NCPA - National Center for Policy Analysis

Do Graduates of Elite Universities Earn More?

February 23, 2011

A decade ago, two economists -- Stacy Dale and Alan Krueger -- published a research paper arguing that elite colleges did not seem to give most graduates an earnings boost.  Ms. Dale and Mr. Krueger have just finished a new version of the study and the new version comes to the same conclusion, says the New York Times.

  • The starting point is the obvious fact that graduates of elite colleges make more money than graduates of less elite colleges.
  • This pattern holds even when you control for the SAT scores and grades of graduates.
  • By themselves, these patterns seem to suggest that the college is a major reason for the earnings difference.

But Ms. Dale and Mr. Krueger added a new variable in their research.  They also controlled for the colleges that students applied to and were accepted by.

Doing so allowed them to capture much more information about the students than SAT scores and grades do.  For example, someone who applies to Duke, Williams or Yale may be signaling that he or she is more confident and ambitious than someone with similar scores and grades who does not apply. 

  • Once the two economists added these new variables, the earnings difference disappeared.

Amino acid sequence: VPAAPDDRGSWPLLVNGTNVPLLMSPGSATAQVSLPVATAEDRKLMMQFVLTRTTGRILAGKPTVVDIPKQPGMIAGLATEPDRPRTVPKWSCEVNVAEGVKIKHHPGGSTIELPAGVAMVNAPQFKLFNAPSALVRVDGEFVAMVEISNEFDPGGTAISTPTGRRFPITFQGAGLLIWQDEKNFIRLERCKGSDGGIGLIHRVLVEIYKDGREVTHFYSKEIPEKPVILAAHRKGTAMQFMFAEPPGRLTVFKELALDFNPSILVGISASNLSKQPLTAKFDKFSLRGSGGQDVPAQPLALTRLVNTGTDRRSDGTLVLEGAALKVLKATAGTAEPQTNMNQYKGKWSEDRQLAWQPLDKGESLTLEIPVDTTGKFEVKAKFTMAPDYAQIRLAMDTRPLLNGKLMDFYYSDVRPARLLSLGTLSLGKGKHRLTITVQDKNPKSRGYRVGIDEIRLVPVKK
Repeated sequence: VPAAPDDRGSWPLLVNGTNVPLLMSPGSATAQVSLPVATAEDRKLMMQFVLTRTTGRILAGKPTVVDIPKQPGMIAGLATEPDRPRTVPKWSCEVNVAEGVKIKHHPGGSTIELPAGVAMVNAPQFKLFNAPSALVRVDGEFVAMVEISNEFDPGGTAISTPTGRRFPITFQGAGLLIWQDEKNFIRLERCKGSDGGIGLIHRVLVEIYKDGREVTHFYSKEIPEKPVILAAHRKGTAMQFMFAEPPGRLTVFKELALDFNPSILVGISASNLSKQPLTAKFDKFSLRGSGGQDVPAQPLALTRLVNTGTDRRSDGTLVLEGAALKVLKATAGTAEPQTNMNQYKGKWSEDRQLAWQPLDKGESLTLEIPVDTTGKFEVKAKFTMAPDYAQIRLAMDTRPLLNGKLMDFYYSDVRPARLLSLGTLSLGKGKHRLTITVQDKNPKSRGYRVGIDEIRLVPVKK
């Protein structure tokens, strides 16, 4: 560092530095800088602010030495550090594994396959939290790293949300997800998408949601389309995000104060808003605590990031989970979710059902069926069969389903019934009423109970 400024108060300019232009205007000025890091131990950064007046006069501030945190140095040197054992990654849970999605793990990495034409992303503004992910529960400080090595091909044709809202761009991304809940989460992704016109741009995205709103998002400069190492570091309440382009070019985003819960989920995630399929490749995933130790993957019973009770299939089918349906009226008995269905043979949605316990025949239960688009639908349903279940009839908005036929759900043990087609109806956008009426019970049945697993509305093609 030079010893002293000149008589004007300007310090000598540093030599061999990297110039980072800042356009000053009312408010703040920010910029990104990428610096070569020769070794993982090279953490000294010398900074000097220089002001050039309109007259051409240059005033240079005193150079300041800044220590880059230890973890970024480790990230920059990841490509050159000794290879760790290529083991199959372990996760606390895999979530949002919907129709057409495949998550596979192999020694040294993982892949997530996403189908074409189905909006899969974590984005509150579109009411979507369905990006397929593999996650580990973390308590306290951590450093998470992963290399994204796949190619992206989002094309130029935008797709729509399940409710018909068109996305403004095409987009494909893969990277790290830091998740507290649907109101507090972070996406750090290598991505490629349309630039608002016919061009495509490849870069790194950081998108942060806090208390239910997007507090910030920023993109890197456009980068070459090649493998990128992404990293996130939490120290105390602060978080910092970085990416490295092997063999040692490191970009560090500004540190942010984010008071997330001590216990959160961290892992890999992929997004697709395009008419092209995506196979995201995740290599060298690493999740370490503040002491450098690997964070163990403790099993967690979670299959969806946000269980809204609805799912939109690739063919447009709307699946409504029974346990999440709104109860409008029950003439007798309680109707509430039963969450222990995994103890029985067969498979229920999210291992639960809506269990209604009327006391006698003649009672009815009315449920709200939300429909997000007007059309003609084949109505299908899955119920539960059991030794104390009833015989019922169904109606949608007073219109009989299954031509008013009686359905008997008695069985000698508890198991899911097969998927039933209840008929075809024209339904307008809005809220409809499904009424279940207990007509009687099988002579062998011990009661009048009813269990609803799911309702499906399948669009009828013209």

• In fact, it went away merely by including the colleges that students had applied to -- and not taking into account whether they were accepted.
  • A student with a 1,400 SAT score who went to Penn State University but applied to Ivy League University of Pennsylvania earned as much, on average, as a student with a 1,400 who went to the University of Pennsylvania.

It's important to note, though, that a few major groups did not fit the pattern: black students, Latino students, low-income students and students whose parents did not graduate from college.  "For them, attending a more selective school increased earnings significantly," say Mr. Krueger.  Why?  Perhaps they benefit from professional connections they would not otherwise have.  Perhaps they acquire habits or skills that middle-class and affluent students have already acquired in high school or at home, says the Times.

Source: David Leonhardt, "Revisiting the Value of Elite Colleges," New York Times, February 21, 2011.

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